Ich bin ein Dummkopf
Anyone outside of certain European and South American countries that use a comma as the decimal separator in numbers can safely ignore this posting. Everyone else read on.
Update (04/09/09) : Version 1.0.1 approved and fixes this issue
Early this morning we started getting some bug reports about wrong conversions in Convertbot. After some troubleshooting we determined that this is a problem that happens when a Phone’s International Region Format is set to a locale that uses a comma as the decimal separator (i.e. 1000,00 for one thousand). After a bit of digging around through the code I found the problem and fixed it with a very simple addition to the code. Within another hour or so we fully sanity checked the app and submitted version 1.0.1 to Apple. Assuming things go as planned that release should be approved within the next 7 days, though unfortunately this is totally out of our control.
So how did this happen?
In order to convert from one unit to another there needs to be a formula for the conversion. For example from Celsius to Kelvin we store something like K = C + 273.15 as a string. In order to use that formula we have to do some parsing on the string that isn’t very interesting to anyone but geeks like me. The problem however comes when we get to that 273.15 number. We’re using a class called an NSNumberFormatter which abstracts a lot of the complexity of turning numbers into strings and vice versa. The NSNumberFormatter code uses the Region Format settings to decide exactly what the user would expect a number to look like. Since some of the locales use comma as the decimal separator NSNumberFormatter was assuming that 273.15 meant 273 which is what’s causing all the havoc during conversions. For currencies a conversion of $1.35 to €1.00 would just become $1 to €1. The Fix was a single line of code to tell NSNumberFormatter to expect a period as the decimal separator when reading in data from the conversion formulas.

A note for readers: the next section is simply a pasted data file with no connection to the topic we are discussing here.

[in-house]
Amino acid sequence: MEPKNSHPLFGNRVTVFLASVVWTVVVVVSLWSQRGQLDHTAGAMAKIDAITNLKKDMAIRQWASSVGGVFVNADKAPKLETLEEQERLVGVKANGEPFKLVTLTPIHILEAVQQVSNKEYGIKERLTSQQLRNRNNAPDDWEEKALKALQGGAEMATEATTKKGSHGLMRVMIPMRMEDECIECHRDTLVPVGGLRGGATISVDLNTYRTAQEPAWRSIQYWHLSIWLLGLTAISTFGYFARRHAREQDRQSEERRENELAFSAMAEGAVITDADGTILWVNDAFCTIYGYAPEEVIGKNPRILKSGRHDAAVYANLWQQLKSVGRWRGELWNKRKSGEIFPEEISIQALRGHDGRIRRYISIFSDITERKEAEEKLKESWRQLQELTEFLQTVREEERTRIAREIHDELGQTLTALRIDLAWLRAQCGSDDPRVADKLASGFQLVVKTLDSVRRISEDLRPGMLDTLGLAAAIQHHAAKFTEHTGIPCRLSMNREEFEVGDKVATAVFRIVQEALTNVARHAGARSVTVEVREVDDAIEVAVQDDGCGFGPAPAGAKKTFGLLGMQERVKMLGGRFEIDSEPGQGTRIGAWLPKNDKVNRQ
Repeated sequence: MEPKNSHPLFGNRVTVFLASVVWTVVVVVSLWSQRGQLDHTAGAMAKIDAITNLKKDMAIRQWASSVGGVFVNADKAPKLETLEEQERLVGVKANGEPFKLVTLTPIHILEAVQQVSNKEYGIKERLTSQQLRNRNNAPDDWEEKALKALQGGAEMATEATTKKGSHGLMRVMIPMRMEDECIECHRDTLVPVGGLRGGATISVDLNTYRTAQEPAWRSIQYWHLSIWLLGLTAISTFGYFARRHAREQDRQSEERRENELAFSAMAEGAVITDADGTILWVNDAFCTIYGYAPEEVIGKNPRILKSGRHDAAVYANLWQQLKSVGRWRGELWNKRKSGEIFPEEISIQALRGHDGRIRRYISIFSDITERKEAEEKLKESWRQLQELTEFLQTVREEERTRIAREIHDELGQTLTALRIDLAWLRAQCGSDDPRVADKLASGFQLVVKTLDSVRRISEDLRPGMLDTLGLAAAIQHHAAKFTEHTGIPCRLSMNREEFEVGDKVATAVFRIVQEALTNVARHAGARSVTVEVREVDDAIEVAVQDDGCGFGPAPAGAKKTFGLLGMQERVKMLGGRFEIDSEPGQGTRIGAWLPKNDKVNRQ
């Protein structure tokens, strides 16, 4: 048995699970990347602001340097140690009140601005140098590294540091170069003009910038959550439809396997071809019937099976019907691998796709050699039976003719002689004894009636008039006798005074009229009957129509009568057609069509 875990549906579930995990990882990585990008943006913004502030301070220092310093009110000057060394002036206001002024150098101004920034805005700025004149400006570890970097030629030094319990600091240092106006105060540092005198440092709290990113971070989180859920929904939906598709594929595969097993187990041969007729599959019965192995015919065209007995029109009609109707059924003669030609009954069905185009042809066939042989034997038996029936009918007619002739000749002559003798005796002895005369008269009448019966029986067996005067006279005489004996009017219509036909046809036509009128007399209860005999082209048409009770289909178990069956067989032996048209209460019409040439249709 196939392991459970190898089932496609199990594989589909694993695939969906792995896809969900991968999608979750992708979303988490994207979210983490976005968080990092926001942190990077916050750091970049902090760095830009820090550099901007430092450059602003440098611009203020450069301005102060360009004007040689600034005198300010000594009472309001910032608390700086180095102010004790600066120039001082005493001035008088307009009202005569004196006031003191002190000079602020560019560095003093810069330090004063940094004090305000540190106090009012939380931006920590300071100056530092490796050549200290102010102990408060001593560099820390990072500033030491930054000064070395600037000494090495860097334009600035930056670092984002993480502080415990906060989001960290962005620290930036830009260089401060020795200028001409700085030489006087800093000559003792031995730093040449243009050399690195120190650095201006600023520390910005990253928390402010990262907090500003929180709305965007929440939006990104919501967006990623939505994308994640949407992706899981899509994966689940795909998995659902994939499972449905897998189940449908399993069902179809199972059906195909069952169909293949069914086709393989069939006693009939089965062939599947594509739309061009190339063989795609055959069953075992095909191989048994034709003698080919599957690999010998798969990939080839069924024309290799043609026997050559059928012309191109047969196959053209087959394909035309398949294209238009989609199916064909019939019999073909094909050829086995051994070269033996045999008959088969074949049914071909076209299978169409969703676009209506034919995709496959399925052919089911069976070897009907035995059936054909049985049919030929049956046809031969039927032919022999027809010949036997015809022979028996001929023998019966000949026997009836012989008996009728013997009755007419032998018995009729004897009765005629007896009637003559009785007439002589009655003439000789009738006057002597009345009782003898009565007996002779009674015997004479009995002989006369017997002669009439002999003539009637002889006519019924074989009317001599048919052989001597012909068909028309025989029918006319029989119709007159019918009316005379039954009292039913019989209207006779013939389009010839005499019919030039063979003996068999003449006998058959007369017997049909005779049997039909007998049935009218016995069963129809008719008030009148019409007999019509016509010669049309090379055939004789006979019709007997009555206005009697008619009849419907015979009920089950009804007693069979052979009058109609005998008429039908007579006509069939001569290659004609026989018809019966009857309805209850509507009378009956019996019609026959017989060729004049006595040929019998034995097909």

Obviously regardless of how cool a unit conversion application looks its pretty useless if you can’t depend on it to correctly perform calculations. Because of this there is a lot of automated testing code that was built as part of Convertbot. Every single conversion is exercised a number of times through these tests so that we can avoid a situation like this. Unfortunately neither the automated tests nor any of the beta testers ever tested using a comma as a separator. This is obviously in the process of being changed and each of the tests will be run through multiple locales to make sure this particular problem can’t happen again.
Again we hope Apple approves this new release as soon as possible. The temporary work around for folks affected by this bug is to change their Region Format to one that doesn’t use a comma. Simply go to the Settings app and Navigate to General -> International -> Region Format and chose a different format, United States as an example.
I’m personally very embarrassed by this bug and its something that should never have happened. There’s really no excuse for it and we are very sorry that it happened. As we’ve shown with Weightbot we are only interested in producing high quality applications and we are very concerned with making our applications work properly for all countries. We’ve localized Weightbot for over 10 countries and we’ll probably do the same for Convertbot. We respect and go out of our way to respect any locale differences whenever possible (Stones as a weight unit available in the UK). Again we are sorry and will do better next time.